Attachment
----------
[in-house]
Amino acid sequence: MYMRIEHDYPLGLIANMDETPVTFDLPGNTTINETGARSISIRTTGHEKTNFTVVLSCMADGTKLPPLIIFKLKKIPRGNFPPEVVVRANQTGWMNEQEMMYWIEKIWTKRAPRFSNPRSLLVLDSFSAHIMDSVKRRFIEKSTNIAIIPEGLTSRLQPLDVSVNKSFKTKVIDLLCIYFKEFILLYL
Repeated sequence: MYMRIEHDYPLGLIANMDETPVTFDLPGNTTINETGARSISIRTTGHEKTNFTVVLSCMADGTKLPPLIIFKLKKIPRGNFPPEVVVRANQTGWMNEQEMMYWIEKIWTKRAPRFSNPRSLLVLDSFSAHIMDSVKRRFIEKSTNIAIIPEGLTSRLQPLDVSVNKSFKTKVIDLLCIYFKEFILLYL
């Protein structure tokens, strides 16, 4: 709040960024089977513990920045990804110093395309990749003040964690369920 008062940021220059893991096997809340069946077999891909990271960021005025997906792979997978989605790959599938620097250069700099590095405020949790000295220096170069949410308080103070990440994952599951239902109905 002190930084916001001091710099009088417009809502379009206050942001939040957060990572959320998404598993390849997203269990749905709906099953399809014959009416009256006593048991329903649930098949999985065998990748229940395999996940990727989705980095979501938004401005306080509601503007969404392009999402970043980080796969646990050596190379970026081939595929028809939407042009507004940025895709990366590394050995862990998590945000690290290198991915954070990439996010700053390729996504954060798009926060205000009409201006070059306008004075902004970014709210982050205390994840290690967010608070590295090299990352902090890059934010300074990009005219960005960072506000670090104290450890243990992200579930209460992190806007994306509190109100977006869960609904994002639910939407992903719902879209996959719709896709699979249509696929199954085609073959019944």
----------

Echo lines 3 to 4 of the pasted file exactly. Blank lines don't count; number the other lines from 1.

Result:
Repeated sequence: MYMRIEHDYPLGLIANMDETPVTFDLPGNTTINETGARSISIRTTGHEKTNFTVVLSCMADGTKLPPLIIFKLKKIPRGNFPPEVVVRANQTGWMNEQEMMYWIEKIWTKRAPRFSNPRSLLVLDSFSAHIMDSVKRRFIEKSTNIAIIPEGLTSRLQPLDVSVNKSFKTKVIDLLCIYFKEFILLYL
């Protein structure tokens, strides 16, 4: 709040960024089977513990920045990804110093395309990749003040964690369920 008062940021220059893991096997809340069946077999891909990271960021005025997906792979997978989605790959599938620097250069700099590095405020949790000295220096170069949410308080103070990440994952599951239902109905 002190930084916001001091710099009088417009809502379009206050942001939040957060990572959320998404598993390849997203269990749905709906099953399809014959009416009256006593048991329903649930098949999985065998990748229940395999996940990727989705980095979501938004401005306080509601503007969404392009999402970043980080796969646990050596190379970026081939595929028809939407042009507004940025895709990366590394050995862990998590945000690290290198991915954070990439996010700053390729996504954060798009926060205000009409201006070059306008004075902004970014709210982050205390994840290690967010608070590295090299990352902090890059934010300074990009005219960005960072506000670090104290450890243990992200579930209460992190806007994306509190109100977006869960609904994002639910939407992903719902879209996959719709896709699979249509696929199954085609073959019944």